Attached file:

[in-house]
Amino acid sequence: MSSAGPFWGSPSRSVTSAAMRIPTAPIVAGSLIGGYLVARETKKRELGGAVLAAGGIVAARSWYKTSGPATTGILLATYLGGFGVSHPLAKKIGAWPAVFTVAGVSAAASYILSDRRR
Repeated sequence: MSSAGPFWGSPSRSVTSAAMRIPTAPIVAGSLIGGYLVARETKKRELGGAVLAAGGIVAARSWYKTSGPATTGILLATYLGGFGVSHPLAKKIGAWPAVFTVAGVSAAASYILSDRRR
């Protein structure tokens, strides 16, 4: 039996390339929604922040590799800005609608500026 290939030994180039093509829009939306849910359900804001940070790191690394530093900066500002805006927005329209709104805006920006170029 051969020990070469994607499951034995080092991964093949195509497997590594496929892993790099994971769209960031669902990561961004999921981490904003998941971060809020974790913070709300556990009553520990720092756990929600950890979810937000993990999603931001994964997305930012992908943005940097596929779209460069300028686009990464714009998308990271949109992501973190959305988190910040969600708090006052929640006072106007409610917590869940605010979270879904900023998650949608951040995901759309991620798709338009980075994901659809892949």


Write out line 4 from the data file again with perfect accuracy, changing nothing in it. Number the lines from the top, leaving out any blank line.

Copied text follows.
């Protein structure tokens, strides 16, 4: 039996390339929604922040590799800005609608500026 290939030994180039093509829009939306849910359900804001940070790191690394530093900066500002805006927005329209709104805006920006170029 051969020990070469994607499951034995080092991964093949195509497997590594496929892993790099994971769209960031669902990561961004999921981490904003998941971060809020974790913070709300556990009553520990720092756990929600950890979810937000993990999603931001994964997305930012992908943005940097596929779209460069300028686009990464714009998308990271949109992501973190959305988190910040969600708090006052929640006072106007409610917590869940605010979270879904900023998650949608951040995901759309991620798709338009980075994901659809892949």